On the 20th of November, the EUD attended a conference on mobility and accessibility for PWDs, hosted by Slovenia’s Ministry of Labour, Family, Social Affairs, and Equal Opportunities. The event was titled ‘Empowering persons with disabilities to participate in society by increasing their mobility and accessibility fully.’ The discussion covered three areas: multimodal mobility, the EU Disability Card, and the Strategy for Persons with Disabilities 2021–2030.
The conference opened with speakers including the European Commissioner for Equality Helena Dalli arguing that accessibility is a precondition for the full participation of PWDs in society and the economy. Another speaker featured was EDF President Ioannis Vardakastanis, who highlighted the need for PWDs to be able to participate in decision-making processes according to Article 4.3 of the UNCRPD. Borut Sever, President of National Council of Disabled People’s Organisations of Slovenia, outlined the progress that the country has made on increasing the accessibility of the built environment and information and communication. These goals are addressed in Slovenia’s Equalisation of Opportunities for Persons with Disabilities and Accessibility of Websites and Mobile Applications Act.
The speeches were followed by a presentation on the progress that Slovenia has made for PWDs, especially the monumental step that it has taken in ensuring the rights of deaf and hard-of-hearing as well as deafblind people through constitutionally recognising Slovenian Sign Language. Mag. Cveto Uršič, the State Secretary at the Ministry, said that the Slovenian Constitution now guarantees the right to the unrestricted use and development of Slovenian Sign Language and the language of the deafblind, and that without communication, a person cannot become an effective and productive adult or informed citizen within society. But Anton Petrič, Associate Professional from the Deaf and Hard of Hearing Clubs Association of Slovenia, said we still need to work towards sign language being accessed and taught at all levels of deaf education.
First Panel – Enabling the Multimodal Mobility of People with Disabilities
Roman Rener, Adviser to the Director at the Geodetic Institute of Slovenia, defined mobility as getting from point A to point B on your own, using your body and the aids and means of transport available to you. Mr Rener stated that society’s attitude towards vulnerable groups is best reflected in concrete examples of accessibility in the urban environment and the multimodal mobility of PWDs. Meanwhile, the Director of Slovenia’s Urban Planning Institute, Dr Igor Bizjak, explored the obstacles faced by PWDs that were identified through two targeted research projects: ‘Accessibility of facilities in public use for the needs of the disabled’, which was co-funded by the Slovenian Research Agency and the aforementioned Ministry; and ‘Mobility of persons with disabilities in the premises of judicial authorities’, which was co-funded by the Slovenian Research Agency and the Ministry of Justice.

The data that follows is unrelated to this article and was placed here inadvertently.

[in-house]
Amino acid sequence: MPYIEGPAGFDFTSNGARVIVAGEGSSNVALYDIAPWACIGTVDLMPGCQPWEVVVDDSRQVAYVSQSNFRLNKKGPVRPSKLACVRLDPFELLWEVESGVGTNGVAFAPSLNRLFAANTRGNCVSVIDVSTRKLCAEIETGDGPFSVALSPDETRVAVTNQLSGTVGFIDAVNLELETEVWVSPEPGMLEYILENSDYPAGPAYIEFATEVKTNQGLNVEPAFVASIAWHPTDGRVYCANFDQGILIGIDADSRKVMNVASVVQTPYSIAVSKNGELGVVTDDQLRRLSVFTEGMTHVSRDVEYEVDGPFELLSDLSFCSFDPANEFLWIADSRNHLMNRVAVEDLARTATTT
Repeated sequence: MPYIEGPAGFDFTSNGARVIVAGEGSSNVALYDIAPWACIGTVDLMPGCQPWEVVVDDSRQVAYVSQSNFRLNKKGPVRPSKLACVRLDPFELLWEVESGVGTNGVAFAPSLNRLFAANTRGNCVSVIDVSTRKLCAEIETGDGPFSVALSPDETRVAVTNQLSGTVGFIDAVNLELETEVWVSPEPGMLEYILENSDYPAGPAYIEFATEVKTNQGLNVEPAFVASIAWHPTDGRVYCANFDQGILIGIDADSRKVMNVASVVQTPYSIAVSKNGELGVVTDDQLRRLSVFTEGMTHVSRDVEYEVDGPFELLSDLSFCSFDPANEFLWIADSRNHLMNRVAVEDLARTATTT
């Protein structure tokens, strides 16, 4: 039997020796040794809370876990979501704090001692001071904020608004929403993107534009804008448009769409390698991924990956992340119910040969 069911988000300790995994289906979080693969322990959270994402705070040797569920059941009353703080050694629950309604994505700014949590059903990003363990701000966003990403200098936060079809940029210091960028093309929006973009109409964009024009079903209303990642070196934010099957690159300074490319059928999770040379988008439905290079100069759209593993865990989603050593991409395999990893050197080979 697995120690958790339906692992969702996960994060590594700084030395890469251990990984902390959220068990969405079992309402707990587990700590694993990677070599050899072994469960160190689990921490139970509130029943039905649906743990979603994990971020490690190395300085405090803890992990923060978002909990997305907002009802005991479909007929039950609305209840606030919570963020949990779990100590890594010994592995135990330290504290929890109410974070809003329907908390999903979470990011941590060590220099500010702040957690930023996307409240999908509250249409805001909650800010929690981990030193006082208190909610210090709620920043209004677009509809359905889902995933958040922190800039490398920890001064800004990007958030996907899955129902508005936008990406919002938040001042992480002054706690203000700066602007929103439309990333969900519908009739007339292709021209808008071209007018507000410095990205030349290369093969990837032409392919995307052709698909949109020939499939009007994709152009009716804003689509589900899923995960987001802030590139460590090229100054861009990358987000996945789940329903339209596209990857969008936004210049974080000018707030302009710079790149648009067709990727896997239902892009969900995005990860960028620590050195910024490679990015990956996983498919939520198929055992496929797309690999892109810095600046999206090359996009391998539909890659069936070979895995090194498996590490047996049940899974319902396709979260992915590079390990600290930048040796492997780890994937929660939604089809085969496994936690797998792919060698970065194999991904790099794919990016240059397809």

Second Panel – The European Disability Card
The second panel featured speakers from Belgium, Malta, and Slovenia who talked about the benefits and challenges of the European Commission’s EU Disability Card, piloted in 2017. Saša Mlakar, Secretary at the Ministry of Labour, Family, Social Affairs and Equal Opportunities, presented the benefits of the EU Disability Card in Slovenia and its impacts. Slovenia has enacted its EU disability card based on the Equalisation of Opportunities for Persons with Disabilities Act. Mr Mlakar argued that the card is a necessary bridge connecting EU countries and allowing PWDs to enjoy benefits. Joachim Lommeln, Policy Adviser at Belgium’s Federal Public Service for Social Security, argued that the Belgian implementation of the Card focused on three main deliverables: establishing a public and shared card management system, creating an awareness campaign for service providers, and developing an information campaign for users. Then Rhoda Garland, Executive Director at Malta’s Commission for the Rights of Persons with Disability, gave a talk on the Maltese project on people’s experiences using the EU Disability Card. Their feedback led to the replacement of the Maltese national disability card with the EU Disability Card in April 2018.
Third Panel – European Disability Strategy 2021–2030
The final panel included perspectives from OPDs, social services organisations and the European Commission. John Patrick Clarke, Vice President of the EDF, discussed the hopes and expectations for the new European Disability Strategy, stating that having binding legislation to anchor the initiatives proposed in the strategy will yield the best results in terms of protecting the rights and lives of PWDs in Europe. Additionally, Immaculada Placencia Porrero, Senior Expert from the Commission’s Disability and Inclusion Unit, argued that the strategy promotes an intersectional perspective seeking to address the risks of multiple disadvantages faced by PWDs, including women, children, older persons and refugees.
The Slovenian Presidency Conference was informative and exciting as it included perspectives from different parts of Europe and the civil society as well as OPDs. The topics covered physical, digital and linguistic accessibility for PWDs in Europe. Slovenia presented the progress made toward guaranteeing that persons with disabilities can participate fully in their society, whether through mobility, accessibility, or recognition of sign language, following the UNCRPD.